Some chapters will be significantly longer than a sentence or two, particularly the opening chapters (as they tend to introduce a lot of information about the world and the main characters) and the climax (which could revolve around lots of complicated reveals and twists).

And yes, include the ending! From who wins the final battle to whether or not the protagonist hooks up with the love interest in the end. One of the main purposes of a synopsis is to show the full arcs of your plot and subplots, so don’t leave out those all-important resolutions.

Step 2. Embellish the beginning.

Just because you can’t use pages and pages to set up the world and protagonist’s character in the synopsis doesn’t mean you shouldn’t give the reader a little bit of foundation to stand on. The first paragraph of the synopsis should give the same basic information you convey through the book’s first chapter: where and when does this story take place, who is the protagonist, and what problem are they facing right off the bat?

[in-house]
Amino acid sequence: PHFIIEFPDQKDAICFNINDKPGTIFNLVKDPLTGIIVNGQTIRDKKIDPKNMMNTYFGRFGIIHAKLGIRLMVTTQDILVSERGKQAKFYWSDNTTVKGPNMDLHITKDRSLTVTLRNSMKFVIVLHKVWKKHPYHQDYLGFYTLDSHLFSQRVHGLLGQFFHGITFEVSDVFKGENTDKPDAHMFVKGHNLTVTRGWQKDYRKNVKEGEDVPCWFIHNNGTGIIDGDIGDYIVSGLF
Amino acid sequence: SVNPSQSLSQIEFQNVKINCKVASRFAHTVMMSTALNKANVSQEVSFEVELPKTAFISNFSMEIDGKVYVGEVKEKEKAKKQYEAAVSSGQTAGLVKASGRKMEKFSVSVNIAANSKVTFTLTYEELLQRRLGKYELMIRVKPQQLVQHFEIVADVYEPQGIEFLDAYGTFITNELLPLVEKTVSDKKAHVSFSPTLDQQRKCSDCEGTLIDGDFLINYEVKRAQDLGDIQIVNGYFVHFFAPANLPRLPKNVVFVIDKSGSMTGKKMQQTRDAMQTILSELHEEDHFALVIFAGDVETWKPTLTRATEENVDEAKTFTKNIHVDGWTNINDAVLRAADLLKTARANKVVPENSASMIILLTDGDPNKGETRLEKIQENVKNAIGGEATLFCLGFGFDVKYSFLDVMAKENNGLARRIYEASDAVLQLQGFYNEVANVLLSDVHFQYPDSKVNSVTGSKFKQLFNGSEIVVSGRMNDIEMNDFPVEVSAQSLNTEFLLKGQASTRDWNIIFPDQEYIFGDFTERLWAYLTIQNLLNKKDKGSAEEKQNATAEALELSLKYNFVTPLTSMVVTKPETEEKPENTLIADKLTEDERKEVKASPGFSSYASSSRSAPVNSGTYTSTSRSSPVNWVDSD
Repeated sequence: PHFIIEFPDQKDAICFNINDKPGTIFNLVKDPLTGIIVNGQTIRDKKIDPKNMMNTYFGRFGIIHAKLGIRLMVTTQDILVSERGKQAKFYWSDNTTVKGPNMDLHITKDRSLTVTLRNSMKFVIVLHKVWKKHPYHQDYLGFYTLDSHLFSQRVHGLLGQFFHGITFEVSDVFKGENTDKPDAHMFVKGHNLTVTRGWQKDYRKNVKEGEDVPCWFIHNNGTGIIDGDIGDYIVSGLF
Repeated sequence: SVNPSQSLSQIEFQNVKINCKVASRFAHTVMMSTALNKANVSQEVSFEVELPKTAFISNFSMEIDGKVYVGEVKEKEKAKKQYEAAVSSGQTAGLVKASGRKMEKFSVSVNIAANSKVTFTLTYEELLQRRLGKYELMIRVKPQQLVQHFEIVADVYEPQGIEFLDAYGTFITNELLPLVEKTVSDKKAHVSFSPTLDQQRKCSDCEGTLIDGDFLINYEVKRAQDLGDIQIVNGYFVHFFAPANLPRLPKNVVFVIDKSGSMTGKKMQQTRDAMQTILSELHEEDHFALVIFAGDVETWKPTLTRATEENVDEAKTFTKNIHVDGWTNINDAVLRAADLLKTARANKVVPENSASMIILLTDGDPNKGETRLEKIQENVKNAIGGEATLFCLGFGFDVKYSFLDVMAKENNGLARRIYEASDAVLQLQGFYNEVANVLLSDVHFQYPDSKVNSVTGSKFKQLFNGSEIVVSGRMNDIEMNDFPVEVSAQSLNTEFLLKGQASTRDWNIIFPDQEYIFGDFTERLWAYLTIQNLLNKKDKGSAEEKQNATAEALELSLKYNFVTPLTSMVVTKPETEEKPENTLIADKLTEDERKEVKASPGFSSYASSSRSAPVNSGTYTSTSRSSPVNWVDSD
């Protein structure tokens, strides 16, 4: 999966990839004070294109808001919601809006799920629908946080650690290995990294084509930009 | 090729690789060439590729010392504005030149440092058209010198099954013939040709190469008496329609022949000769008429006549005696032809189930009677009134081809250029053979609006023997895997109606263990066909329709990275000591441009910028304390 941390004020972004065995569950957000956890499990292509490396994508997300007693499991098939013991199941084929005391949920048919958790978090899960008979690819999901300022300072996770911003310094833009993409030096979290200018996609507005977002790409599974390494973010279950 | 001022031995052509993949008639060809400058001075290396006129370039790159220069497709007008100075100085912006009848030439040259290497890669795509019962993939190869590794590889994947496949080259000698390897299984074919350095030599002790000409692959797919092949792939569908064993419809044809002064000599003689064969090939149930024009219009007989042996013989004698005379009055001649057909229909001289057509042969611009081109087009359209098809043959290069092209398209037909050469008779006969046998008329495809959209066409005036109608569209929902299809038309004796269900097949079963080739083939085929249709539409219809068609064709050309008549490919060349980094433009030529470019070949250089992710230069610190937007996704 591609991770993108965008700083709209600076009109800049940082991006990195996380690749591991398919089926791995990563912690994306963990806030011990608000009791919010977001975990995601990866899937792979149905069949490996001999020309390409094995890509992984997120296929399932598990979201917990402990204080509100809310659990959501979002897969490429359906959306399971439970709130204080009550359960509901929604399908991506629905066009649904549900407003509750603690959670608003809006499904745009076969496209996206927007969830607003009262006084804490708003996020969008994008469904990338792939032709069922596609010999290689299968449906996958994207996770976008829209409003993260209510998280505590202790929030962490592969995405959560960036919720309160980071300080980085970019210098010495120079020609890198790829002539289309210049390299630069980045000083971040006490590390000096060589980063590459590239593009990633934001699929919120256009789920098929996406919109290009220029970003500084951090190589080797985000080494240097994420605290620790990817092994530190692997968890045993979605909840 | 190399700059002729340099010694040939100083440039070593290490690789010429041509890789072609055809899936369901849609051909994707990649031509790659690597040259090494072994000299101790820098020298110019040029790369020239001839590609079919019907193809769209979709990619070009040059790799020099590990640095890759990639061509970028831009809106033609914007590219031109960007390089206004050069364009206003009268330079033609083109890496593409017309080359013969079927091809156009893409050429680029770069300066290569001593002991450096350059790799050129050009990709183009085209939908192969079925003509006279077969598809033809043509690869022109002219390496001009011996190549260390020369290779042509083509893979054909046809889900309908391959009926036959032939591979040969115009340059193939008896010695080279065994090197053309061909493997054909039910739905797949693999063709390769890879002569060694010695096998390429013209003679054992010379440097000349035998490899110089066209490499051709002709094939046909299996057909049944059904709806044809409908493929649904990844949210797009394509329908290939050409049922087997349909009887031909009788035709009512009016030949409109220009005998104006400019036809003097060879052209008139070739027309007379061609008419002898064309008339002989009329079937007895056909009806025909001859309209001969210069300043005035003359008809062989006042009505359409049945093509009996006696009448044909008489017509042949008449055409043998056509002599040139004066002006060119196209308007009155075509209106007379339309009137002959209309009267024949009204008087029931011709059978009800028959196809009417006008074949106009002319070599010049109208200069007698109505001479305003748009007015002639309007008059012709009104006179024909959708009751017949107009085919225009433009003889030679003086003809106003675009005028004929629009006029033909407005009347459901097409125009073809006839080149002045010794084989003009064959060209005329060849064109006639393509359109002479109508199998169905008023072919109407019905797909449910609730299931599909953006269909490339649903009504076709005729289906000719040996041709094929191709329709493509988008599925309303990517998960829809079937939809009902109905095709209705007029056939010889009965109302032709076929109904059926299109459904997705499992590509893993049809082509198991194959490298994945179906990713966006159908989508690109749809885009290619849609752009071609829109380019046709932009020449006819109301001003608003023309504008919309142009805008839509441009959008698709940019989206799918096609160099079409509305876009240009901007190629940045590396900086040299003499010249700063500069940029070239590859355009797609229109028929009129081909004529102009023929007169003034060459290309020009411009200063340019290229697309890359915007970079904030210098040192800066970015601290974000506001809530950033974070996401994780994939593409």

xample: LINH CINDER is a cyborg, considered little more than a technological mistake by most of the society and a burden by her stepmother, ADRI. But her brain-machine interface has given her a unique skill with mechanics, making her, at sixteen, the best mechanic in New Beijing.

Step 3: String your short chapter summaries together, using standard synopsis formatting.

Here, it will begin to look like a story, but an incredibly sparse and drab one. Don’t worry about that. Just focus on getting all the technical formatting stuff figured out, so you don’t have to re-write it all at the end.